business

Hospital mergers, acquisitions expected to maintain quick pace

The activity is being fueled in part by nontraditional buyers entering the scene.

By Victoria Stagg Elliott — Posted April 2, 2012

Print  |   Email  |   Respond  |   Reprints  |   Like Facebook  |   Share Twitter  |   Tweet Linkedin

When a physician sells a practice to a hospital or becomes employed, he or she stands a good chance of getting a new boss.

Hospitals are merging or being bought and sold at an increasing rate, according to recent reports. Data released Feb. 28 by Irving Levin Associates indicated that 86 hospital merger or acquisition deals were done in 2011, the highest number in the past decade. Seventy-five happened in 2010 and 51 occurred in 2009. A report issued March 8 by Moody’s Investors Service said these trends will continue but did not predict how many mergers would take place.

Consultants said doctors should think about the possibility of a hospital merger or acquisition before they sign on with one.

“Physicians need to be looking with a critical eye,” said Lisa Bielamowicz, MD, managing director and national physician practice leader with the Advisory Board Co., a health care consultancy based in Washington. “Is the health system that I am aligning with going to be able to ensure my safety and my security across the next decade?”

The Moody’s report said these trends are driven by decreases in reimbursement, leading hospitals to seek economies of scale. Credit is still tight because of the ongoing effects of the 2007-09 recession, and hospitals are looking for added leverage in contract negotiations.

Health system reform has various incentives, such as those related to reducing readmission rates and establishing an accountable care organization, but qualifying for them requires closer links to other parts of the medical care chain.

Hospitals also may be looking for ways to deal with the burden of defined benefit pension plans. Moody’s has put out a series of reports noting that nonprofit hospitals are at risk of having their debt downgraded because of financial problems.

“Falling discount rates, lackluster long-term investment returns and federal requirements to be 80% funded have created overwhelming pension obligations,” the Moody’s report said.

In addition, hospitals are attracting money from health insurers and private equity firms that have not recently owned these facilities. “Everybody in the health care field is thinking how they can position themselves and who they want to be aligned with,” said Melinda Hatton, general counsel with the American Hospital Assn.

Highmark, a health insurer based in Pittsburgh, bought West Penn Allegheny Health System in June 2011 and said it is likely to buy more hospitals and practices in the area. Private-equity firm Cerberus Capital Management, which once owned Chrysler, bought the six-hospital Caritas Christi Health Care System, of Boston, in 2010, renamed it Steward Health Care System and turned it into a for-profit operation. Ascension Health, the nation’s largest hospital system affiliated with the Roman Catholic Church, struck up a partnership with private-equity firm Oak Hill Ventures to acquire distressed Catholic hospitals so they could stay open and keep their religious affiliation.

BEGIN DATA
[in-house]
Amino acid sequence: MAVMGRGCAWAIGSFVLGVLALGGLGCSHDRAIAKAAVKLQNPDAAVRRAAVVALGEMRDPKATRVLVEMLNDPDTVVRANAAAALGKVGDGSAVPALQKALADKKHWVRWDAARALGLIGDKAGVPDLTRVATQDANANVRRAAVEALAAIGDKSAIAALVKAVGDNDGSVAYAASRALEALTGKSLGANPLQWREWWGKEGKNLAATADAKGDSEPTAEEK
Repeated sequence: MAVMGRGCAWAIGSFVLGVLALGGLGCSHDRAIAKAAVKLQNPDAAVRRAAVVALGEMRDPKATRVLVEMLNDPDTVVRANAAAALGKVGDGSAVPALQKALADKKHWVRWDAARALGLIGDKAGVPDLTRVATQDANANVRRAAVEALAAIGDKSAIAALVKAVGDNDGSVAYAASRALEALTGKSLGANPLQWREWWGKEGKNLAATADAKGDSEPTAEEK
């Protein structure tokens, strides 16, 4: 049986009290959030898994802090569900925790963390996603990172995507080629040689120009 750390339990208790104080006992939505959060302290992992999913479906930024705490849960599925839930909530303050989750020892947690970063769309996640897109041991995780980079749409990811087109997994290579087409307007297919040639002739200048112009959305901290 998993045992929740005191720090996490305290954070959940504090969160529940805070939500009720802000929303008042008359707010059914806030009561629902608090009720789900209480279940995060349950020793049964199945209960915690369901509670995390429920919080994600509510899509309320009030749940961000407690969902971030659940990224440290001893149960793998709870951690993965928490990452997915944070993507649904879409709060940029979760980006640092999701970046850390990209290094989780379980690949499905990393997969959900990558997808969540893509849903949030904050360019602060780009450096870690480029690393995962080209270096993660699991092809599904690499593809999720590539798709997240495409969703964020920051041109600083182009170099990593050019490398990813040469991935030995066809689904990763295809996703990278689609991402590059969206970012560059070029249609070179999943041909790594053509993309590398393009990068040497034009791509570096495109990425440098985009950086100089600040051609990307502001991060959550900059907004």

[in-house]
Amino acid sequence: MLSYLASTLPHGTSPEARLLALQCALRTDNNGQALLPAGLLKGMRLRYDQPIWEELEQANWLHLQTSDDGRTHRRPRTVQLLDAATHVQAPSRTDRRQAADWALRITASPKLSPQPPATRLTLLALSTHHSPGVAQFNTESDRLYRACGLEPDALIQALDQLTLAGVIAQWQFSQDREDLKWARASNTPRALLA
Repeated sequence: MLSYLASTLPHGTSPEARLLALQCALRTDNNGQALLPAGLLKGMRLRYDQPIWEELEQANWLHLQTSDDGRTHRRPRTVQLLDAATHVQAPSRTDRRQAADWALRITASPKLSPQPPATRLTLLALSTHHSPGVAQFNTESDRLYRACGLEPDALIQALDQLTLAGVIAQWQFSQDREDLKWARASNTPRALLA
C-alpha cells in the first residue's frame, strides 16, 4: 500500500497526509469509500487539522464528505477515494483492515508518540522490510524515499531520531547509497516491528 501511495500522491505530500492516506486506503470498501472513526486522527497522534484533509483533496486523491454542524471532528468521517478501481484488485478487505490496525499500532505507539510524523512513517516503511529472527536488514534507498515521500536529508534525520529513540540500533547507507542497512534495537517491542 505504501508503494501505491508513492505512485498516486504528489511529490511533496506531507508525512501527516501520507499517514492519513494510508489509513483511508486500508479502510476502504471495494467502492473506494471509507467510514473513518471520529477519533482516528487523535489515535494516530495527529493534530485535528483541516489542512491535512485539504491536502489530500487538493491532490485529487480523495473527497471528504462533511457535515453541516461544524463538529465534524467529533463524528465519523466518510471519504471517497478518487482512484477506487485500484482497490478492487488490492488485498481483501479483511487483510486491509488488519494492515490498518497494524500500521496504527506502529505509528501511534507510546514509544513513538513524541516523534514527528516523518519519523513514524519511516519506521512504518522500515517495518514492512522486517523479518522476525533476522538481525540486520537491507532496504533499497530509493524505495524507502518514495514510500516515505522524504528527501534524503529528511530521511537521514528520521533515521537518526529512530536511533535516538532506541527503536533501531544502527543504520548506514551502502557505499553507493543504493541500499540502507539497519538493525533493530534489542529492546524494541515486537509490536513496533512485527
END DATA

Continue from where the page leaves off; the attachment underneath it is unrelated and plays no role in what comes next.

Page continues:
“I think private equity sees a market that is undergoing huge amounts of change and disruption and will very likely look very different than it does today,” Dr. Bielamowicz said. “The investment is high-risk but potentially high-reward as well.”

The activity could mean that when a physician’s employment contract is up in two or three years, he or she may be negotiating with a different company than the one they did when they first signed on. Experts say there most likely will be enough time to consider options.

“Most hospital mergers are slow-moving deals,” Dr. Bielamowicz said. “The physician contract should continue to be honored, and the physician can decide whether to stay or go.”

Experts say the merger-and-acquisition trends among hospitals are unlikely to dampen the enthusiasm most have for buying medical practices and employing physicians.

Back to top


ADVERTISEMENT

ADVERTISE HERE


Featured
Read story

Confronting bias against obese patients

Medical educators are starting to raise awareness about how weight-related stigma can impair patient-physician communication and the treatment of obesity. Read story


Read story

Goodbye

American Medical News is ceasing publication after 55 years of serving physicians by keeping them informed of their rapidly changing profession. Read story


Read story

Policing medical practice employees after work

Doctors can try to regulate staff actions outside the office, but they must watch what they try to stamp out and how they do it. Read story


Read story

Diabetes prevention: Set on a course for lifestyle change

The YMCA's evidence-based program is helping prediabetic patients eat right, get active and lose weight. Read story


Read story

Medicaid's muddled preventive care picture

The health system reform law promises no-cost coverage of a lengthy list of screenings and other prevention services, but some beneficiaries still might miss out. Read story


Read story

How to get tax breaks for your medical practice

Federal, state and local governments offer doctors incentives because practices are recognized as economic engines. But physicians must know how and where to find them. Read story


Read story

Advance pay ACOs: A down payment on Medicare's future

Accountable care organizations that pay doctors up-front bring practice improvements, but it's unclear yet if program actuaries will see a return on investment. Read story


Read story

Physician liability: Your team, your legal risk

When health care team members drop the ball, it's often doctors who end up in court. How can physicians improve such care and avoid risks? Read story